“This is my Son,” God says, my chosen one, listen to him.” God not only tells us who this is, but how we should respond. We are to listen to him, to hear him. And the way the Gospels use that word, it’s not just talking about hearing, sound falling on the ear, but on the response of an obedient heart. When a parent says to a child “Listen to me.” they are not talking about hearing the words, but about responding with obedience. When God the Father says “Listen to Jesus.” he means respond with obedience to Jesus. His words are truth that is to be obeyed.

Notice that in both halves of this passage, as Jesus is revealed for who he is, there is a response by those who receive the revelation. Jesus is seen to be the Christ, the one who will suffer, and he immediately calls his disciples to follow him. Jesus is revealed in his glory as the Son, and God immediately calls the same disciples to hear and obey him. There is never a revelation of God without responsibility, the more we see him, the more we know him, the more we enjoy him, the greater our commitment becomes to serve and obey him. This is ultimately the reason why Luke has revealed Jesus so thoroughly in the nine chapters that we have studied. It’s not just so we can know in our heads his love and compassion, his sacrifice and rescue, his redemption and restoration. All those are great, but in response we hear and obey and follow him.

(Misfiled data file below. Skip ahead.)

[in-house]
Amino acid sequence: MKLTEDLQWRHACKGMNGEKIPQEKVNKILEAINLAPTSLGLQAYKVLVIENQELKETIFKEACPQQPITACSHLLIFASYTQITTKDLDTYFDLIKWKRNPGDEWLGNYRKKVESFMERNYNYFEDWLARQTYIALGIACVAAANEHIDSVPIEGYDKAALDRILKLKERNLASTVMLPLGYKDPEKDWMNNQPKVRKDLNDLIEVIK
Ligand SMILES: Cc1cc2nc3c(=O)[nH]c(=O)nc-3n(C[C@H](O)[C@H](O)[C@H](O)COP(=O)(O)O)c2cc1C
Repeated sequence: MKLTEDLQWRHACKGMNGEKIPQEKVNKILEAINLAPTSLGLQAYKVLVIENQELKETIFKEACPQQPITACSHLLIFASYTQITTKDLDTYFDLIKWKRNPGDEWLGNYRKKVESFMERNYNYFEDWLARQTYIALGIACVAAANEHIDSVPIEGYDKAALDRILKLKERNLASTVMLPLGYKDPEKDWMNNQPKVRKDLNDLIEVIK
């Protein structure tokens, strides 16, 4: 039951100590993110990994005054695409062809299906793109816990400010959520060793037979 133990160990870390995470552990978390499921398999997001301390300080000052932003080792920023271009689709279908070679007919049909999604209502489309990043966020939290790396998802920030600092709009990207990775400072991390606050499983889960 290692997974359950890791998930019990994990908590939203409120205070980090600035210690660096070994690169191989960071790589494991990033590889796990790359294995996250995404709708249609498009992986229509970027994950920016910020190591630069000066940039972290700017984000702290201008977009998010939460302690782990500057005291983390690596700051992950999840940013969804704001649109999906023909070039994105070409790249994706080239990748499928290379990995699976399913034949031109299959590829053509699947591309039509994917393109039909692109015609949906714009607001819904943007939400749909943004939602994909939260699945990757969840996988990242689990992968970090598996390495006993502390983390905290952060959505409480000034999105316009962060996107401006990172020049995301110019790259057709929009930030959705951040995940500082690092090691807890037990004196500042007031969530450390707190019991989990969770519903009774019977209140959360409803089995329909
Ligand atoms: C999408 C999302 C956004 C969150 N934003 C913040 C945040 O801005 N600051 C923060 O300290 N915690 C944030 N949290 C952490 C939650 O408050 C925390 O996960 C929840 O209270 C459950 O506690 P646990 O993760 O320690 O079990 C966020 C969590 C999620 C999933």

Last December 10th Pastor Wang Yi and his wife were arrested, along with over 100 leaders of the Early Rain Covenant Church in Chengdu, China. Wang Yi was a human rights lawyer in China, but in 2008 left that calling to become the pastor of the 750 member “house” church which met openly on the 23rd floor of a large office building, and taught the Gospel of Jesus Christ. Anticipating his arrest, Wang wrote a “Declaration of Faithful Disobedience” beforehand. He says that Christians who peacefully resist evil laws aren’t “political activists” but “testify to another eternal world and to another glorious King.”

One of my favorite lines is this: “Beloved brothers and sisters, I am writing this letter in hiding. May you all be filled with joy in the gospel of Christ. May you welcome, filled with hope, the even heavier cross and more difficult lives that lie ahead of you.” He says “The cross means being willing to suffer when one does not have to suffer. For Christ had limitless ability to fight back, yet he endured all of the humility and hurt. This is the means by which I preach the gospel, and it is the mystery of the gospel which I preach.” He ends with this encouragement “Christ is Lord. Grace is King. Bear the cross. Keep the faith.”

When we recognize the messiah as the one who suffered for us, then we can take up that heavy cross and follow him into suffering. When we recognize Jesus as the glorious Son of God then nothing should keep us from listening to him.